How long do mangoes last?
You have bought mangoes for the first time. She started to unpack them and realized that he didn’t know much about this fruit. How long do mangoes last?
If that’s your experience, don’t worry. Mangoes are quite similar to other tropical fruits, such as avocados or papayas. If you know a thing or two about either one, everything below will look familiar.
If not, there is not problem. In this article, I cover everything you need to know about the mango fruit.so once you’re done, you’ll know exactly what to do with yours.
To begin with, let’s discuss the differences between ripe and immature mango. You need to know which is which before we can continue.
How to know if the mango is ripe?
To know where to put your mangoes, you first need to know if yours are ripe or not.
So, how to tell if a mango is ripe? There are a couple of things to keep in mind:
- Feel. Feeling is what you should focus on. The handle should be smoother, but not mushy. In other words, the fruit should give a little to gentle pressure.
- Color. The fruit should be mostly yellow to red (like the one I photographed for this article). There should not be any dark green color, although some greenish or yellowish parts may be present.
- Smell. Sometimes the stem gives off a fruity odor, indicating that the mango is ready to eat. However, mine didn’t smell much and the fruit was perfectly fine.
When assessing ripeness, you must first consider how the fruit feels in your hand. If it feels right, but the color isn’t quite there yet, consider it ripe anyway.
How long do mangoes last?
Now that you know if your mangoes are ripe, we can take a look at their shelf life.
For a green mango, the time it takes to mature can range from one day to seven days. It all depends on the fruit. One that is uniformly green and firm to the touch will take much longer to mature than one that is already yellowish and somewhat soft in some areas.
When it comes to ripe mangoes, they should last at least 5 days in the fridge ((MR)). Obviously, he might get another day or two if his wasn’t fully ripe before he put it in the fridge.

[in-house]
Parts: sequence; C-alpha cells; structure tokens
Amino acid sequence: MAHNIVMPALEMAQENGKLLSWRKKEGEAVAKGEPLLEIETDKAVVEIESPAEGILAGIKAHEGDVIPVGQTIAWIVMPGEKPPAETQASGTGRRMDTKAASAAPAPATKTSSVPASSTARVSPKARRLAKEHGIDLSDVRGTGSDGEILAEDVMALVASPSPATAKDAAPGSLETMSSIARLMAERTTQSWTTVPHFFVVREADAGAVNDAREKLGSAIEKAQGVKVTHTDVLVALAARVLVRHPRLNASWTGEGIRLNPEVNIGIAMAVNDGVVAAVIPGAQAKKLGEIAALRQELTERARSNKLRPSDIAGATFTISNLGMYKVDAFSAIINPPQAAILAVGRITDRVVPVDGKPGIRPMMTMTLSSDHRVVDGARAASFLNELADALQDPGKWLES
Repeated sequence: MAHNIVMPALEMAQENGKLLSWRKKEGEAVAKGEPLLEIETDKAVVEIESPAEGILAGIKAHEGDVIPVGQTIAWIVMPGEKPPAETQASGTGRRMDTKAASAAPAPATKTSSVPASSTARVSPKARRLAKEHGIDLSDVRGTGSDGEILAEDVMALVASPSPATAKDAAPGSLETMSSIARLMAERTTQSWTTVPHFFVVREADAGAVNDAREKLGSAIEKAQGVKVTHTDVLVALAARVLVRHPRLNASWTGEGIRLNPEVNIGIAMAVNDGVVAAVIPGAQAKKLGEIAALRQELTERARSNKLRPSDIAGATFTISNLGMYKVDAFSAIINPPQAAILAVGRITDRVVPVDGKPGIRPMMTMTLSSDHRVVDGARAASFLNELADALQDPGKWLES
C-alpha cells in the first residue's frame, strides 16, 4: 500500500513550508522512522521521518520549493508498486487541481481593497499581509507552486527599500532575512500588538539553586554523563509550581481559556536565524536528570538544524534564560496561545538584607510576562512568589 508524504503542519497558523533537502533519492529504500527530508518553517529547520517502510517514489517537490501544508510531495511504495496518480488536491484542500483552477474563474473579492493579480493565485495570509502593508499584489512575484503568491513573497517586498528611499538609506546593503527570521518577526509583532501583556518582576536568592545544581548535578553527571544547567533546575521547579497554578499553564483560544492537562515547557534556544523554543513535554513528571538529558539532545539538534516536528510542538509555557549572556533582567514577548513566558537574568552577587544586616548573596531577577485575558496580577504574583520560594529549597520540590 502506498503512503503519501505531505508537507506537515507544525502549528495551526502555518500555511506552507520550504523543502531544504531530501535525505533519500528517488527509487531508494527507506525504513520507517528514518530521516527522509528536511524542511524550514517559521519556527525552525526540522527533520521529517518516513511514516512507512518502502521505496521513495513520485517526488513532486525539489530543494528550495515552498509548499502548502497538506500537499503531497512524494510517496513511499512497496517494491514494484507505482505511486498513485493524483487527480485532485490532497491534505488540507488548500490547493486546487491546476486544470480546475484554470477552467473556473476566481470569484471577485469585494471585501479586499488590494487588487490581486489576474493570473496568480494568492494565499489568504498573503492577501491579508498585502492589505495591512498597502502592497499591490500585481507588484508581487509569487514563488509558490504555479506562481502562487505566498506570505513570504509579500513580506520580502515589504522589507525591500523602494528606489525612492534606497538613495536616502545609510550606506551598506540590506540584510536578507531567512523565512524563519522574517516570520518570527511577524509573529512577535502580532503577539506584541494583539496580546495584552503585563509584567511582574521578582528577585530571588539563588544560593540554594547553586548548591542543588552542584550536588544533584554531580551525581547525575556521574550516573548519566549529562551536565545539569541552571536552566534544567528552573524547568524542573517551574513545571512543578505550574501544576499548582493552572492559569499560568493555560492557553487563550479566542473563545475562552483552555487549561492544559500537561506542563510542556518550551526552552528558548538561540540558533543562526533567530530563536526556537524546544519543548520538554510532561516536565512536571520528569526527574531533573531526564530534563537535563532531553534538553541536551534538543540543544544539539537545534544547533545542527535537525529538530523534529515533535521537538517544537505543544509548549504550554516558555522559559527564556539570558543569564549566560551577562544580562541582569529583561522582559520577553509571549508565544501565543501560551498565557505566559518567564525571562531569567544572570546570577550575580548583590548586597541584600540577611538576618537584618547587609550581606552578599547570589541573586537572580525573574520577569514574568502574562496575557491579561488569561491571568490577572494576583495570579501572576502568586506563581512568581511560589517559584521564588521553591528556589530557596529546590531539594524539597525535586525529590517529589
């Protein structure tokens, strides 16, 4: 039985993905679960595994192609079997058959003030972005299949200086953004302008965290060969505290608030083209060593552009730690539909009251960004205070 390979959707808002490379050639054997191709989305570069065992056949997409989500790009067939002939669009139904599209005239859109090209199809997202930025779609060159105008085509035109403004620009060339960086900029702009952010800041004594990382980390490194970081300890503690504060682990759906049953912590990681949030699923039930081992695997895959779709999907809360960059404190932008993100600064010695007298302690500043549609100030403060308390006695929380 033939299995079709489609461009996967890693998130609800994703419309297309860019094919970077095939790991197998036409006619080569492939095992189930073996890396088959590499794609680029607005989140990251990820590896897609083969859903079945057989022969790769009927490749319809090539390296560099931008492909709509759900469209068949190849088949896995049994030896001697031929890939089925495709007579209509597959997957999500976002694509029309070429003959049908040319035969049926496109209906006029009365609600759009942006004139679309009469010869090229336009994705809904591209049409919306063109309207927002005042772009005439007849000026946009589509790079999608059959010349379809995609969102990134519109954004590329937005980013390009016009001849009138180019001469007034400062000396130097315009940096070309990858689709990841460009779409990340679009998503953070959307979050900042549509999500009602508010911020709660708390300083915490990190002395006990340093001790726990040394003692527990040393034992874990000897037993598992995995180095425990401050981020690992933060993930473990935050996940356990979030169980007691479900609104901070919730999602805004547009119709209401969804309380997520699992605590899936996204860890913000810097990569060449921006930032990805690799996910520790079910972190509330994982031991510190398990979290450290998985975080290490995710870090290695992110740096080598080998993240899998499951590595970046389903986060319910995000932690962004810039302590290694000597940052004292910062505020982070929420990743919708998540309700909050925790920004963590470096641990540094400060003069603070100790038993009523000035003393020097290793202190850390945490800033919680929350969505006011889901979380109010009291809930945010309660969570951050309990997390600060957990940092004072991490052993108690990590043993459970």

If you have some mango cubes or slices, they should also last a couple of days in the fridge ((MR)). Of course, the whole fruit lasts longer than the peeled and cut pieces.
If those periods are not long enough for your needs, you can freeze mangos for up to six months ((MR)). You’ve probably seen frozen mango in freezers at supermarkets, and there’s no reason you couldn’t make it yourself.
|immature mango||1-7 days until ripe|
|ripe mango||2-3 days||5 days|
|cut mango||3-4 days|
Please note that the periods in the table above are estimates only.
How to store mangoes
You already have a couple of suggestions on how to store mango in the previous section. Let’s expand that.
When it comes to store green mangoes, a paper bag at room temperature is the way to go ((MR)). Of course, the fruit can also be placed on the counter or in a fruit basket. Just make sure it’s not in direct sunlight.
If you need to speed up the ripening of the fruit, then such a paper bag will come in handy. It will help trap the ethylene gas that the fruit produces, which aids the ripening process.
To speed things up even more, place a tomato or avocado inside that bag for even more ethylene ((CMR)). You can also add an apple or a banana, or any other fruit or vegetable that produces gas.
Last but not least, check the ripeness of the mangoes every day or two.
For a ripe mango, the fridge is the best option. That’s because mangoes continue to ripen at room temperature ((MR)), which shortens their shelf life. Whole fruit can be stored in the refrigerator without any additional packaging.
When it comes to sliced mango, put the pieces in an airtight container and toss it in the fridge. Easy as that.
How to know if a mango is bad?
Knowing if a handle is damaged or not is not a science. All the signs are pretty clear. Here are some of the most common:
- Pasty meat. A ripe mango is a bit soft to the touch, but it is far from soft. If yours has made it this far, it’s probably best to discard it. The same if there are large sunken spots.
- oozing liquid. That mango is gone, throw it away.
- Large black areas on the skin. If the fruit starts to turn black, it’s pretty evident that it’s overripe and not good. Keep in mind that a couple of black dots here and there are fine. Mine had several, and the flesh of the fruit was perfectly fine. Just look at the photo below.
- Mold. This is pretty obvious.
Last but not least, if you feel that something is wrong with the fruit, that it tastes or smells funny, throw it away. Your senses are pretty good at determining if a fruit is edible or not. Listen to them!
How to cut mangoes
Cutting and preparing a mango is, in essence, finding the hole and cutting around it.
The bone is the white part inside the fruit. You can see it in one of the photos above.
It is not like an avocado pit or the seeds of an apple. It is a little fused with the rest of the meat, and removing it is not so easy. Basically, you cut off as much of the soft meat as you can and leave the rest.
When it comes to ways to cut the mango, there are several options. Some of the most popular are:
- Peel and cut into slices. Peel the whole fruit, then slice lengthwise down to the bone. Repeat the same from the other side.
- First cut out the middle part. Take the fruit and slice lengthwise about a half inch (depending on the fruit) from the center on both sides. The middle part is the hole. Take a teaspoon and eat the meat of the two halves ((CMC)). You can also try removing a bit of the middle piece, if possible.